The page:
Unfortunately, this is where Hoyer and the organization find themselves. But none of the Cubs’ attempts to turn things around matters if they don’t learn from what went wrong the first time. It all comes back to a failure to create sustained success.
Hoyer acknowledged the previous regime’s shortcomings.
“I mean, I don’t think any person would deny when we built it the first time obviously the goal was to be able to sustain that success,” Hoyer said. “And ultimately what we achieved was, it burned incredibly bright, but it was probably for a shorter amount of time than we had hoped.
“So we are in a period where we are actively thinking about our future again. We’ve built something really special once. I have no doubt we’re going to build it again.”
Looking back on their six-plus years of a contending window, Hoyer believes the Cubs were aggressive in trading prospects and spending money. And as prospects reached the majors, the organization didn’t do a good enough job of developing the next wave behind the Kris Bryants, Javier Báezes and Kyle Schwarbers: “That hurt us.”
Those shortcomings helped pave the way for last season’s trade-deadline sell-off. The Cubs got into a no-win position by not extending any of the core World Series players or trading them before they reached their final season of team control. The only way out was hitting reset. The foundation of success started and stopped with the group that won the 2016 title, a blueprint the Cubs must avoid this go-around.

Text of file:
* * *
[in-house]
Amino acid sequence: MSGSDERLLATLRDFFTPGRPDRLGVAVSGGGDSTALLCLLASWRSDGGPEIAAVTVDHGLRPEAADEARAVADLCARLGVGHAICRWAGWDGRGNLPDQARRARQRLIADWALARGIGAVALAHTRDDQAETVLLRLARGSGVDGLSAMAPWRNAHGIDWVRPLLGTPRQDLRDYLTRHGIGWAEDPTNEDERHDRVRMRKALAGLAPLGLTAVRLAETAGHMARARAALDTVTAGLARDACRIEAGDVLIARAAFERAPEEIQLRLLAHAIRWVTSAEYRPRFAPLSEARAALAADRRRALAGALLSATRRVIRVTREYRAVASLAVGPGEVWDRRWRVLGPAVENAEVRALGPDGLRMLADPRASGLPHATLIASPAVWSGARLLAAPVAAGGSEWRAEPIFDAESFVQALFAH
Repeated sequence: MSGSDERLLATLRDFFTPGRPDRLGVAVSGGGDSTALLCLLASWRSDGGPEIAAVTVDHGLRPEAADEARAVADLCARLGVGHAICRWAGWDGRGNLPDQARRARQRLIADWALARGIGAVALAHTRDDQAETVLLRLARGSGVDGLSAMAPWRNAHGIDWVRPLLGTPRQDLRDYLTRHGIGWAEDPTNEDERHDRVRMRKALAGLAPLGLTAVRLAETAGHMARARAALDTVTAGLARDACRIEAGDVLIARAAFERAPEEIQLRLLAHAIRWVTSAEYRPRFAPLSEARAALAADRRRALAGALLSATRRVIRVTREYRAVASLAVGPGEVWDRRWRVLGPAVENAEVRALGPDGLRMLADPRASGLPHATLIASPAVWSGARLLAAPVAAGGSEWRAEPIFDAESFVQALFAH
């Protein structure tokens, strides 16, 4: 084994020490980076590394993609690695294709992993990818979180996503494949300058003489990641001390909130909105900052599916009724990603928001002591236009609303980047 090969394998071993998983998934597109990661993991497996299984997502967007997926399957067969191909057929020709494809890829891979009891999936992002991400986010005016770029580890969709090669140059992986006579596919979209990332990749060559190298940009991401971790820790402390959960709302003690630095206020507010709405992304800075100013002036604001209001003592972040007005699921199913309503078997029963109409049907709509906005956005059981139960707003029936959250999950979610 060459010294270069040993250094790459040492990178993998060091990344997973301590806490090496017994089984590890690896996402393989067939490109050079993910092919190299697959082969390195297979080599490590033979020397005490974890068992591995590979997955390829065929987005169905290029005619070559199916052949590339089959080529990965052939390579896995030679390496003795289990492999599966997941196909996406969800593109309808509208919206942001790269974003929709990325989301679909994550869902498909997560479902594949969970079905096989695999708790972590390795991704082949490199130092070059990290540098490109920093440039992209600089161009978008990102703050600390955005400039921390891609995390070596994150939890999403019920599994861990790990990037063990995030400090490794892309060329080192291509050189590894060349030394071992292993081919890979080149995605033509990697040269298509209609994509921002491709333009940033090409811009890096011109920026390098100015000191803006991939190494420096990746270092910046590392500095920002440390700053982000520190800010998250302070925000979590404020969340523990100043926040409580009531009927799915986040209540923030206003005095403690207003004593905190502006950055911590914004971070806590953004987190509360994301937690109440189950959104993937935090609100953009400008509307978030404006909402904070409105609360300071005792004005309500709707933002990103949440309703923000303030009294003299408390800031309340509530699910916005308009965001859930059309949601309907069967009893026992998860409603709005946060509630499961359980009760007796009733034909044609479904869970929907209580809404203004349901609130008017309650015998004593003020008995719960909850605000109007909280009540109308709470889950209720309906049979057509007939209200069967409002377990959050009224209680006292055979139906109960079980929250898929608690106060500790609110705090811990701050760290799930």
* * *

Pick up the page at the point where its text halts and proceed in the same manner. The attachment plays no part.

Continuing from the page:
“We held on to a group players until really the very end — replenishing along the way is something that other teams have done, candidly, better than we did it,” Hoyer said. “To be willing to make some trades earlier, to replenish. I mean, young players are the lifeblood of a championship team, and we got to a place where we didn’t have that.
“We didn’t make any of those moves several years earlier in order to continue that cycle.”
Hoyer doesn’t regret giving the championship group one last shot in 2021 to try to run it back to the postseason. And once one-third of the opening-day roster was traded in July, the call-ups served as a glaring reminder of the organization’s developmental struggles.
The Cubs must nail this rebuild and develop and execute a strategy in which they aren’t repeating this approach every six years.
“I think you have the ability to look back on what we accomplished in that run and be really proud of what we accomplished but also look back and say, ’OK, what are the things we should do differently, what are the things we didn’t do as well,’ ” Hoyer said. “I am incredibly self-critical about those things, and we didn’t get it perfect.
“I have no doubt we’re going to build something really special and I’ll do it with a knowledge of the things we did really well but also some of the things that we could have done better.”